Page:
Unspectacular spectacular

I watched Moulin Rouge yesterday evening. I'd sum it up as visually spectacular, and slightly deficient in plot. It was interesting hearing Mr McGregor and Ms Kidman sing, and there were some clever cultural references. I also enjoyed the use of the Shakespearean idea of the play-within-the-play reflecting the play itself (and for a moment I felt that they'd managed to carry it further, to push the film out into the real world somehow... it was only a fleeting sensation though, and I can't remember why it struck me).

It's been an uneventful weekend otherwise. I put a new cover on my motorbike, replacing the one that was stolen; I visited the warehouse-sized ASDA supermarket at the end of the D6 bus route; and I read a little further through Bleak House. It's finally become cold enough that I've unlimbered the heavy artillery of winter clothing: the possum/merino gloves. The Met Office has taken back their earlier misprediction of snow; now they're mispredicting mere overcast days. Summer's just a fading memory.

Well at least it was fun. Oh, wait

I was sitting on the sofa chatting to Sally earlier this week, describing to her my heroic ride through the cold on the way back from Brighton. She wondered why I hadn't been wearing the windproof, waterproof one-piece suit I own. The one that, after a moment's thought, I realised I had been carrying with me. Both there and back. The one I'd completely forgotten about and that would have spared me a good three hours of arctic-level windchill.

What's the word for the opposite of "astute?" ( suggests dense, dull, dumb, idiotic, imperceptive, naive, obtuse, retarded, slow, stupid, and unintelligent.)

In other news... what I'm reading

I've picked up Bleak House from Project Gutenberg, inspired by the current BBC production thereof, and am about half-way through. It's great, so far! It's enormously satirical, and very, very funny in places. I've only read one other Dickens novel — Great Expectations — and if I recall correctly it wasn't particularly humorous. (On the other hand, I was fifteen at the time and probably wasn't paying attention properly.)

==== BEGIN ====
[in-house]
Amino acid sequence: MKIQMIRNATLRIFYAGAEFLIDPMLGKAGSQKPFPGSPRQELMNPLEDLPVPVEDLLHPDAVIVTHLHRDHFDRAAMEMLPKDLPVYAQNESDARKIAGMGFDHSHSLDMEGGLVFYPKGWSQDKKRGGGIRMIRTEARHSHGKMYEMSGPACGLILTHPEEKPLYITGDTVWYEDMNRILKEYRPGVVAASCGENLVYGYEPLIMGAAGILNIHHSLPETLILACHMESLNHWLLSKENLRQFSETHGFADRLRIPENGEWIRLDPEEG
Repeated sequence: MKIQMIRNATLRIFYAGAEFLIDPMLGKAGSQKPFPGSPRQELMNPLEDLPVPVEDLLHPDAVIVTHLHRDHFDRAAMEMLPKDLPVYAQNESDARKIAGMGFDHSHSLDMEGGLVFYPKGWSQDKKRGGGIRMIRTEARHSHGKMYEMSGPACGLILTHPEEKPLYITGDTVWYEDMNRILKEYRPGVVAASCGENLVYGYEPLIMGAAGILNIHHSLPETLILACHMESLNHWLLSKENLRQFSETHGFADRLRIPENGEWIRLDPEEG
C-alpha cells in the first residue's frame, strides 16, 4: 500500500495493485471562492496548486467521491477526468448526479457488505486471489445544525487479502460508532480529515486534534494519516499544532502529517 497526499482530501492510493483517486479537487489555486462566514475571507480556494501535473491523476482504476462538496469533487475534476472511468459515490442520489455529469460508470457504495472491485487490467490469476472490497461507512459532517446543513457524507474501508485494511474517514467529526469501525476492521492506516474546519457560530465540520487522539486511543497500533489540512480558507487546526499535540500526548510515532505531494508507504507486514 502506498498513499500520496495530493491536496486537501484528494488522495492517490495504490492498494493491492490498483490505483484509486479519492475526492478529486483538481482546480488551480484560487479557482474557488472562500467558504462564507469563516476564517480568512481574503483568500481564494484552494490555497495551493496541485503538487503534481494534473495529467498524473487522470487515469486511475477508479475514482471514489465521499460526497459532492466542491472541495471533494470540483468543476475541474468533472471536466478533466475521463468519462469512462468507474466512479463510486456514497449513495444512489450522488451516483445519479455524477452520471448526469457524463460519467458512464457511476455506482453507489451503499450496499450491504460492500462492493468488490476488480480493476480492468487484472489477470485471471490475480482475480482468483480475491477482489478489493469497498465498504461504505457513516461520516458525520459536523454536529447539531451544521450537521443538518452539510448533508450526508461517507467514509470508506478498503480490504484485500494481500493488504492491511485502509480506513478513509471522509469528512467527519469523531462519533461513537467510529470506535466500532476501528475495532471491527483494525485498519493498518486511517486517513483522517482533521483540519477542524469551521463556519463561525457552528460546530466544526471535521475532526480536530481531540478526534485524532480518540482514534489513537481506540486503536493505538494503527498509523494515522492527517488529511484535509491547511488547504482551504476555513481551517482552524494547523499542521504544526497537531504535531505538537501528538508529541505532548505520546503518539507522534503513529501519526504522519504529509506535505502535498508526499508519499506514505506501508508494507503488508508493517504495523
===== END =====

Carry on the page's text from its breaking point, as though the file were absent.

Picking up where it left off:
Becky returned my copy of the Bone People, which I'm really looking forward to re-reading — that's next in the queue. After that, Steve's promised to lend me the latest (and last, thankfully) in Orson Scott Card's "Ender's Shadow" series — much lighter fare. By comparison, just reading the table of contents of the Bone People was enough to remind me of enough of the story to provoke an emotional response.

I recently re-read Sophie's World, which was interesting. My philosophical positions have changed quite a bit since I last read it (chiefly because of Greg Egan's books); it's pointed out a few areas I feel like looking more deeply into. One thing I like about the book is the way a few Scandinavianisms have crept through the translation into English: the descriptions of the last day of school before the summer holidays; the description of the Major's cabin by the lake; a few idiomatic puns that only make sense if you know how it would have read in the original Danish.

Finally, I spent a weekend recently ploughing through Ken MacLeod's trilogy about (among other things) space travel, various takes on a bunch of -isms (including but not limited to the usual suspects of anarchism, libertarianism, capitalism, socialism, communism, and their pairwise hyphenated hybrids), and a fairly conservative vision of a post-singularity future (complete with vile offspring).